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Agriculture experts advocate ‘smart farming practices’ to combat climate change

Agriculture experts have advocated “smart farming practices” to combat climate change, improve productivity and enhance food security in the country.

ActionAid Agriculture
Agriculture

They noted that if climate change challenges were not nipped in the bud, more than 52 per cent of the country’s agricultural production would be threatened by 2050.

The experts, under the aegies of The Society of Action in Nigeria (SCAN), in collaboration with the University of Port Harcourt, disclosed this during a workshop organised for women and youth leaders on Thursday, February 22, 2024, in Port Harcourt, the Rivers State capital.

Dr. Clara Ifeanyiobi, Senior Lecturer, Dept. of Agriculture Extension and Development Studies, University of Port Harcourt, who is the project Lead of the programme, said the aim of the workshop was to equip farmers with adaptative skills on climate change.

According to Ifeanyiobi, when these skills are incorporated in agri-business, huge losses usually associated with climate change will be averted while farmers livelihoods will also gain a positive turnaround.

“Today’s training is tailored to the identified areas of need which is majorly in the area of crop and soil management practices for cassava, maize and vegetable farming.

“We are excited that there will be a huge turnaround in this year’s harvest, we’ve been in the business of equipping farmers with climate smart agricultural practices for over 10 years and our results from our target farmers have been quite laudable.

“This one is a lot bigger, haven synergized with key agencies like the Nigeria Meteorological Agency (NiMet) and the International Institute of Tropical Agriculture (IITA).

“We look forward to a bumper harvest across the 23 local councils of the state,” she said.

Ifeanyiobi also said that improved crop varieties like cassava stems, maize (SC- 526) were also distributed to participants of the workshop (farmers) drawn from the 23 local government areas of the state.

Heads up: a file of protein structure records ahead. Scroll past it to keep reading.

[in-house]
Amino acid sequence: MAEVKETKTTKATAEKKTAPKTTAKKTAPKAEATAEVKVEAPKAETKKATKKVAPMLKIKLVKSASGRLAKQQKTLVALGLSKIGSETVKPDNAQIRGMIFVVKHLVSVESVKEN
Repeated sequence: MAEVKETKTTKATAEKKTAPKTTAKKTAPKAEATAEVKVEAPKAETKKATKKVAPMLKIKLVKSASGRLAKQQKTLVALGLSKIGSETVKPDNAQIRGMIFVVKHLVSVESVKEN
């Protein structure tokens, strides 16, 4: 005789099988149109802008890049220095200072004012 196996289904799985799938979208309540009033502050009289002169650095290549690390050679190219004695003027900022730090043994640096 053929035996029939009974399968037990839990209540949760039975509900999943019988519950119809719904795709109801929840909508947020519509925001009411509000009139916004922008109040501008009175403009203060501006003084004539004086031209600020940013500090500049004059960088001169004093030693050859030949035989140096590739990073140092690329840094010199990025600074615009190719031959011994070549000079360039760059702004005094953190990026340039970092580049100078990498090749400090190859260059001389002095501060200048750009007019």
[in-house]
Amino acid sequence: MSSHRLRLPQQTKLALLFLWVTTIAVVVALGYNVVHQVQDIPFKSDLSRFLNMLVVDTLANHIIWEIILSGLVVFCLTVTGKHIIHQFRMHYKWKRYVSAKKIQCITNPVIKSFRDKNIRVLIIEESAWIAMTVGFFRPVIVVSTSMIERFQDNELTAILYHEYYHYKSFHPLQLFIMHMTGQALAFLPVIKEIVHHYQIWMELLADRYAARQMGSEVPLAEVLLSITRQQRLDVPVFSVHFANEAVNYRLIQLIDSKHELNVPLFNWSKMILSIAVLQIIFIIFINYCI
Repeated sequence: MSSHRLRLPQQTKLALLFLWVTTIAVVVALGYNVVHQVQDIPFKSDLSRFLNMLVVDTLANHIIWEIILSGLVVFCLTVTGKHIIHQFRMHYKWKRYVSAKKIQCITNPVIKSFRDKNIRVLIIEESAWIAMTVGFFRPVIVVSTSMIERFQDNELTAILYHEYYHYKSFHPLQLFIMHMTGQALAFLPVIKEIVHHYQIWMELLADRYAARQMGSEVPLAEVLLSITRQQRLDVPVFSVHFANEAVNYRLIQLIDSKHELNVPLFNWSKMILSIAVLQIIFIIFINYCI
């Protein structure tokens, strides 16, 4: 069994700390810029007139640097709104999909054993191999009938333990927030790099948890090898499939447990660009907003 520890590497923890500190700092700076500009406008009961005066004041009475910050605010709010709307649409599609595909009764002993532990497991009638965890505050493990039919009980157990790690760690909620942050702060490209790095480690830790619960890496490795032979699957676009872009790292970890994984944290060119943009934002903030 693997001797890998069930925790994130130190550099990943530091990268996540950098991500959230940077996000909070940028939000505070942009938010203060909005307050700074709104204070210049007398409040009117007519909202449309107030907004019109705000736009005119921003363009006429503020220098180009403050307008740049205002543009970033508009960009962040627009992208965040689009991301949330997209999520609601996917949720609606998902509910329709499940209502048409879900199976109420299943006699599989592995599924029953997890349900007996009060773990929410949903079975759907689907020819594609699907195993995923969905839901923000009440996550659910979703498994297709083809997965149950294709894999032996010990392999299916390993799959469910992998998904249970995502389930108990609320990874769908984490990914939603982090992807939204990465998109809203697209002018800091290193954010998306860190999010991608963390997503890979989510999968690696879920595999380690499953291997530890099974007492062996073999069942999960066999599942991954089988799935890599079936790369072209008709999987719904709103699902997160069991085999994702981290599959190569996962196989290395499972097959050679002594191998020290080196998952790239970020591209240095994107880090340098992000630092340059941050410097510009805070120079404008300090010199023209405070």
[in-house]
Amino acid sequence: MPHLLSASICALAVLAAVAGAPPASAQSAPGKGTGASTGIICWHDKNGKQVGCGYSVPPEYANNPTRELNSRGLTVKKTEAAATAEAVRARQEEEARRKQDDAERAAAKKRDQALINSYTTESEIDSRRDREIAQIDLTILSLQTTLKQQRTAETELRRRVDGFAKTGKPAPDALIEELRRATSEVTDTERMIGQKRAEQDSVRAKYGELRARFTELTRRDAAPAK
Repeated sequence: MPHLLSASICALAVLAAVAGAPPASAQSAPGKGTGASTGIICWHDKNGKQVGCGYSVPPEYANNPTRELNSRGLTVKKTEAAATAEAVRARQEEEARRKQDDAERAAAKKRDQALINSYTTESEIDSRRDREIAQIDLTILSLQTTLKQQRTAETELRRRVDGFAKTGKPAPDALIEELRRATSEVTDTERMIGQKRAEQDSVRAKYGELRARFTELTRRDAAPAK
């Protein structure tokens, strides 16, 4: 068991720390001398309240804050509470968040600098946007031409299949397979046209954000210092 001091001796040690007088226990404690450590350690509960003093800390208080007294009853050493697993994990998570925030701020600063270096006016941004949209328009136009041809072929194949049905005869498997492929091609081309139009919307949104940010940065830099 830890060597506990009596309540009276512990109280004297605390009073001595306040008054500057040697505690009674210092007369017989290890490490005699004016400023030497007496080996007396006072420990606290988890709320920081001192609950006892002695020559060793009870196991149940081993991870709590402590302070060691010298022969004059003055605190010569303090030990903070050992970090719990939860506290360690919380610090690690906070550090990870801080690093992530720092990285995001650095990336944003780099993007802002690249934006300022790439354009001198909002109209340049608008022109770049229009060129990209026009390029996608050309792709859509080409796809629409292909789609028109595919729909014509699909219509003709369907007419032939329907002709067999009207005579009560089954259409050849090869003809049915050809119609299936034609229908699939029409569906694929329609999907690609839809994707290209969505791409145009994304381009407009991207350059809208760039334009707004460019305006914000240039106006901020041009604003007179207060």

Another resource person, Dr Doris Akachukwu, Senior Lecturer at the  Michael Opara University of Agriculture, Umudike, Abia State, urged the Federal Government to utilise agricultural resources in the country to tackle current food crises .

“Here in Nigeria, we have the land and manpower; rather than desire things that are far fetched, we should put in more commitment and funding for agriculture.

“Nigeria should begin to look inward, fund large scale production to ensure food sufficiency and employment for our teaming youths,” she said.

Akachukwu expressed worry over poor commitment to agriculture by farmers and youths in the country, adding that lack of basic techniques, seedlings and environmental pollution, effects of green house energy were some of the impediments to agricultural productivity in the Niger Delta area.

Similarly, Dr Bassey Udom, an Associate Professor, and soil scientist at the University of Port Harcourt, said that the training would help the farmers on innovative soil practices to help cushion climate change.

He also urged Federal Government to tackle security which he highlighted as key to agricultural prosperity.

By Ikuru Lizzy

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